Reflections from a Grassroots Leader

Posted by: Cassia Herron on February 21, 2017

Jefferson County KFTC member, Cassia Herron, represented the organization at The Rally to Move Forward in Louisville on January 21, 2017 – one of several local marches that took place across the state in solidarity with the Women’s March in Washington, D.C. KFTC organizer Alicia Hurle sat down with Cassia to learn more about her thoughts on leadership development within KFTC and how she approached having the opportunity to speak to such a large audience at what feels like a historically significant moment. Click here to listen to Cassia's speech. 

Why do you identify yourself as a community organizer?

From a grade school student who rallied my peers to challenge our prejudice teacher to a student at the University of Louisville who worked on improving the conditions on campus for students of color, I have always been a community organizer. It has been a natural position for me as my peers and colleagues have looked to me to represent a particular position or idea, to rally others in support of it and move us collectively toward action to remedy it. I have had the opportunity to receive professional organizing training from union organizers and Highlander Center trainers as well as working with Community Farm Alliance and now KFTC. Of course I’m biased, but I feel these are the best organizers in the south and certainly in Kentucky, and I’m proud to be a product of their great work.

How did you approach this public speaking opportunity and how was it different from other public speaking opportunities you've had in the past?

I was certainly apprehensive. The invitation came exactly one week in advance and once I was made aware of the groups involved and recognizing there were no groups representing a predominately Black constituency who’d signed on to the rally was problematic for me. However, I saw it as an opportunity to improve my public speaking skills and express my support and involvement in work in which I champion progress. I am becoming more and more aware of the importance of my role as a community leader (versus my role as a community organizer) and I viewed this speaking engagement as a way to market my personal brand as a leader “for” great things versus a community activist who is often “against” bad public policy. I had previously only spoken at one other rally and that was over 10 years ago, so I saw it as a way to challenge myself to speak in an unfamiliar environment. I’m much more comfortable running community meetings and facilitating dialogue between different constituencies.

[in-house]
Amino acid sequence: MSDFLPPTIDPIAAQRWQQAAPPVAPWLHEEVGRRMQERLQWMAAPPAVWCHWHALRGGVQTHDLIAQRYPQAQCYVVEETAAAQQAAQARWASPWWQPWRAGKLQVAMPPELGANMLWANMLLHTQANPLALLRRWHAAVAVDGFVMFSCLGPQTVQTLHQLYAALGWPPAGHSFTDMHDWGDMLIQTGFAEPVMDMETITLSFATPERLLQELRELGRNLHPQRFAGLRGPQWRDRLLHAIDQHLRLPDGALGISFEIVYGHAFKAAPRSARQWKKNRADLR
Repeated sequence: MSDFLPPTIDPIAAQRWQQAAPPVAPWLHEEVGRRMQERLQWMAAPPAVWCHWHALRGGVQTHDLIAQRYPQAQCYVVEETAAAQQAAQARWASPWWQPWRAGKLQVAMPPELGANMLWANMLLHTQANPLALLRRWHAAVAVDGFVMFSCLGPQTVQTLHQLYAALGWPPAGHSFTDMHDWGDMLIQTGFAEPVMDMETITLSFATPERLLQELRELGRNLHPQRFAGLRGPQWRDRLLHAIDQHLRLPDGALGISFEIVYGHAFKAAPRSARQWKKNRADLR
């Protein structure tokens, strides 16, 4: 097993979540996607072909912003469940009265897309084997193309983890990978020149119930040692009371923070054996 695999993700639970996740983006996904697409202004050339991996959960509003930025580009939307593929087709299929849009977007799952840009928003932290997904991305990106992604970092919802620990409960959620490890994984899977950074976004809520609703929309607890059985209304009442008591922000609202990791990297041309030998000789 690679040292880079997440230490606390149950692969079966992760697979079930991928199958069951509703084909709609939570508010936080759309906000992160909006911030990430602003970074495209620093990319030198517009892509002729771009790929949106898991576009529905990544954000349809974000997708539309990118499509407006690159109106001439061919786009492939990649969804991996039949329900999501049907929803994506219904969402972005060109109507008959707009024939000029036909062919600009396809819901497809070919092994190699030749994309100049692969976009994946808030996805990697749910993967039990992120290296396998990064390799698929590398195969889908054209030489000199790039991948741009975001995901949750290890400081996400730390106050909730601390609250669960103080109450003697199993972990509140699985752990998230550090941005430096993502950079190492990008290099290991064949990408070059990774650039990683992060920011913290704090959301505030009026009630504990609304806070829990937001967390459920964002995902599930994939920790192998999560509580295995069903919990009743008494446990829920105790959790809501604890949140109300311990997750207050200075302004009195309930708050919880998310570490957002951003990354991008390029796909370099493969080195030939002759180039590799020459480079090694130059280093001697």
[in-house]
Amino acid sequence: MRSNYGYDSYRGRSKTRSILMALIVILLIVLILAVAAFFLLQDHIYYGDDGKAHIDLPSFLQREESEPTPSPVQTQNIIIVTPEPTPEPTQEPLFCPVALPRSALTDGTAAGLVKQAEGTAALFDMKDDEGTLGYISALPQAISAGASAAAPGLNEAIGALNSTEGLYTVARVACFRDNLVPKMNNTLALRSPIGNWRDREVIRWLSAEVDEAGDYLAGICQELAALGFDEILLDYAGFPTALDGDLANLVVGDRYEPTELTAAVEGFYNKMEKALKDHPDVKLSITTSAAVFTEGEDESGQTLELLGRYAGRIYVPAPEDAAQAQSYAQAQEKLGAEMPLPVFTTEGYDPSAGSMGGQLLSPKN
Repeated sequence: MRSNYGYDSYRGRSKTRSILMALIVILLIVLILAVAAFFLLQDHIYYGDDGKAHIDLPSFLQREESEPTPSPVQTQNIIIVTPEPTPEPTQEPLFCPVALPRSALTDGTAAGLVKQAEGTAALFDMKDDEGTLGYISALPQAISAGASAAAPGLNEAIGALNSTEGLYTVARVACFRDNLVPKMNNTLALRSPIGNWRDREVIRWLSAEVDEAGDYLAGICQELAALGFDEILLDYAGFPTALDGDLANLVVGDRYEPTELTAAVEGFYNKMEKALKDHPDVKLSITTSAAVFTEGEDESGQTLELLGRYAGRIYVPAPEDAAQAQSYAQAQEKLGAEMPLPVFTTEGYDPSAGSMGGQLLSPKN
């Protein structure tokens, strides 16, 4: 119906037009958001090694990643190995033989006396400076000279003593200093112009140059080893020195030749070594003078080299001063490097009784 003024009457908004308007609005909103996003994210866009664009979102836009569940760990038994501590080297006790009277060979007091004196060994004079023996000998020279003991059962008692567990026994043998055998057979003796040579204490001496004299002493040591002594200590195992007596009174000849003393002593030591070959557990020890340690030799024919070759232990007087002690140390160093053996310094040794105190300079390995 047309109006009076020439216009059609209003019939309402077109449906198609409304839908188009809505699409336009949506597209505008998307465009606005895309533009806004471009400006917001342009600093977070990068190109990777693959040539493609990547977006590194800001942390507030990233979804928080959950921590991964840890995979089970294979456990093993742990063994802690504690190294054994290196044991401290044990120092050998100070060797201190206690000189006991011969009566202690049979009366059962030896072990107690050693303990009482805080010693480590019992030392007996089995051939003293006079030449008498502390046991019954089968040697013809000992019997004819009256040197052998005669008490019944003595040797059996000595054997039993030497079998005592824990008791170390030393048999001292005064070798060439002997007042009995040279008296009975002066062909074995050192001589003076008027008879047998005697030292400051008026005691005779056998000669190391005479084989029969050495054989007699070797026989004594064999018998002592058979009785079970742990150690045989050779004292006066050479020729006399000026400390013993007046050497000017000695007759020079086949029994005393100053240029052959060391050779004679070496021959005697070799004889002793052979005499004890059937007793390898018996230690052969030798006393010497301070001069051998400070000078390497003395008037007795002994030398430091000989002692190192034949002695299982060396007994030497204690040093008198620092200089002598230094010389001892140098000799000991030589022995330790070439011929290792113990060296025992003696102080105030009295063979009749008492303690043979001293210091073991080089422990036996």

What inspired you to share the poem you read? 

I am a writer who is re-teaching myself how to write - to have my political voice heard. As an adolescent, poetry was the genre that helped me find my voice as a writer. After hearing Gil Scott-Heron’s “Whitey on the Moon” poem for the first time a few years ago, I was inspired to write “Omni on Third” – as a critique on local economic development policy (as Scott-Heron’s was a critique on the national space program at a time when - similar to now – urban communities were struggling for basic services and the idea of sending someone to space seemed out of touch). I struggled to write a prepared speech and decided after several attempts to just rely on being in the moment and thought the poem was a provocative way to catch the audience’s attention and communicate a complex issue – economic development policy.

Why did you decide to focus on economic development, the Louisville Food Co-op, and upcoming elections and how do those things connect to KFTC's work across the commonwealth?

I live this work every day so in some respects it was easy because it is the work in which I’m most familiar. One of my mantras is that I believe “food can be a catalyst for redevelopment for both urban and rural communities.” While Kentuckians continue to allow ourselves to be separated by geography, race and economics, I believe food – the growing, harvesting, distribution, selling and consumption of food – can become part of the solution to bringing people together and improving our democracy. We are using principles of cooperation and equity to create a democratically controlled social enterprise – a cooperatively-owned grocery store – to answer community issues of access to food and improving our local food system.

Similarly, central to KFTC’s work is the idea that ordinary people have the knowledge and skills to develop creative solutions to challenging community issues. Whether its food, energy policy, education or election reform, we must have ordinary people with great ideas to actively participate in democratic processes to fix these problems. It is only through this that our democracy improves and I know no other way except through community organizing to give people the opportunity to participate. Having an audience of thousands is the perfect opportunity to invite others to join our efforts!

How were you feeling right before you took the mic? How did you feel after you left the stage?